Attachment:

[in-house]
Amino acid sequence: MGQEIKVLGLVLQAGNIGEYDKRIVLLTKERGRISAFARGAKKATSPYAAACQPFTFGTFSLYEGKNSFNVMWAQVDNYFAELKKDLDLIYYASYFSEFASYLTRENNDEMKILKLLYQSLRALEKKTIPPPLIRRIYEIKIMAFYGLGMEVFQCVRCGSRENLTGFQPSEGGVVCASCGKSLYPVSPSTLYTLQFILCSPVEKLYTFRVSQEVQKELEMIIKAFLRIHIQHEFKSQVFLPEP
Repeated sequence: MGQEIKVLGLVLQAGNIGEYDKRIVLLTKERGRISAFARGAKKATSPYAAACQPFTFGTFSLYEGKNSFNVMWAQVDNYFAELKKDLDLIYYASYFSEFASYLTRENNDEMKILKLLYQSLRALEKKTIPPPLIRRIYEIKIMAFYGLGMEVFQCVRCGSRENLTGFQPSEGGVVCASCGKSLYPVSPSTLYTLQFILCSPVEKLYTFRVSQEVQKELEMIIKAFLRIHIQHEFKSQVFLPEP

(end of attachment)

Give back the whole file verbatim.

[in-house]
Amino acid sequence: MGQEIKVLGLVLQAGNIGEYDKRIVLLTKERGRISAFARGAKKATSPYAAACQPFTFGTFSLYEGKNSFNVMWAQVDNYFAELKKDLDLIYYASYFSEFASYLTRENNDEMKILKLLYQSLRALEKKTIPPPLIRRIYEIKIMAFYGLGMEVFQCVRCGSRENLTGFQPSEGGVVCASCGKSLYPVSPSTLYTLQFILCSPVEKLYTFRVSQEVQKELEMIIKAFLRIHIQHEFKSQVFLPEP
Repeated sequence: MGQEIKVLGLVLQAGNIGEYDKRIVLLTKERGRISAFARGAKKATSPYAAACQPFTFGTFSLYEGKNSFNVMWAQVDNYFAELKKDLDLIYYASYFSEFASYLTRENNDEMKILKLLYQSLRALEKKTIPPPLIRRIYEIKIMAFYGLGMEVFQCVRCGSRENLTGFQPSEGGVVCASCGKSLYPVSPSTLYTLQFILCSPVEKLYTFRVSQEVQKELEMIIKAFLRIHIQHEFKSQVFLPEP